It may be worth contemplating how much Spencer's doctoral work with Littlewood and Hardy was significant here.Spencer's work with Kodaira was one of the most remarkable mathematical collaborations of the twentieth century: its only parallel is the famous Hardy-Littlewood work.

Let us quote from Kodaira, writing in the Preface of [1]:-

In order to clarify this mystery, Spencer and I developed the theory of deformations of compact complex manifolds. the process of the development was the most interesting experience in my whole mathematical life. It was similar to an experimental science developed by the interaction experiments(examination of examples)and theory. In this book I have tried to reproduce this interesting experience; however I could not fully convey it. Such an experience may be a passing phenomenon which cannot be reproduced.

In 1959 Spencer, along with H K Nickerson and N E Steenrod, pubished the textbook

*Advanced calculus*. A J Lohwater begins a review:-

In 1989 Spencer received the President's National Medal of Science. The medal was presented to Spencer by President Bush at a White House Ceremony on 18 October 1989:-The contents of this remarkable book have served as notes for a special course in advanced calculus at Princeton University. The book stems from a widespread dissatisfaction with the method of presentation of the subject matter of the traditional course in advanced calculus and succeeds in showing that the traditional subject matter can form an integral part of modern mathematics.

Kodaira had written to the President's Committee two years earlier in support of the award of the medal to Spencer:-For his original and insightful research that has had a profound impact on twentieth-century mathematics, and for his role as an inspiring teacher to generations of American mathematicians.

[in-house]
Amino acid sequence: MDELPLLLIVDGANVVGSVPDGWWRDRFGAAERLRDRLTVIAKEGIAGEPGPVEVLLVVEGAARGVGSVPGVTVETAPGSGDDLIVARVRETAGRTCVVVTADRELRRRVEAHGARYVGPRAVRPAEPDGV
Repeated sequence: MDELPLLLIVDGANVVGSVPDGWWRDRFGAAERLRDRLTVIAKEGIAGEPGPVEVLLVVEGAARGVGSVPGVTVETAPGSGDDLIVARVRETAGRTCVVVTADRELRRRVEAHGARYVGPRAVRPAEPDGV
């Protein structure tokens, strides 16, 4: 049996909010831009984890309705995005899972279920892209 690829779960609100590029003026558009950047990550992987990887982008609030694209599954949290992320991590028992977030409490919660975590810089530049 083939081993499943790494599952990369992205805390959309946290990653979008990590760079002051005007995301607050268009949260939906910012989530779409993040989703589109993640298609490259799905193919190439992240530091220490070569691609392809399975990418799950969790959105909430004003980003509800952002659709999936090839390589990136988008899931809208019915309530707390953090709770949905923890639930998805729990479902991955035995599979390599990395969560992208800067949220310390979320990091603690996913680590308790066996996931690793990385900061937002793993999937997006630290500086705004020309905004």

In addition to the honours mentioned above we note that Spencer was elected to the National Academy of Sciences in 1961 and to the American Academy of Arts and Sciences in 1967. He was Colloquium Lecturer of the American Mathematical Society at its Summer meeting of 1968. In addition he received the George Norlin Award from the University of Colorado in 1990.Spencer's contributions to mathematics go far beyond his published papers. He exerted tremendous influence on his collaborators and students. His enthusiasm knew no limit and was contagious. In Princeton he was always surrounded by a group of mathematicians who shared his enthusiasm and collaborated in the research of complex analysis(I was one of them). In the1950s the theory of complex manifolds was developed extensively in Princeton. The driving force behind this development was in fact Spencer's enthusiasm.

Spencer served on the editorial boards of several journals. He was a member of Editorial Board of the *Transactions of the American Mathematical Society* (1950-1955), the *Annals of Mathematics* (1958-1962), the *Proceedings of the National Academy of Sciences* (1965-1967), the *American Journal of Mathematics* (1967-1975), and the *Journal of Differential Geometry* (1967-1981).

J J Kohn writes [2]:-

After his death, a mountain peak outside of Silverton, Colorado was named in his honour.In1978Spencer retired from Princeton and moved to Durango, Colorado. There he became very active in the conservation and ecology movements and also an avid hiker. he soon made many friends and became well known in the area. The city of Durango designated April25as "Don Spencer Day".

**Article by:** *J J O'Connor* and *E F Robertson*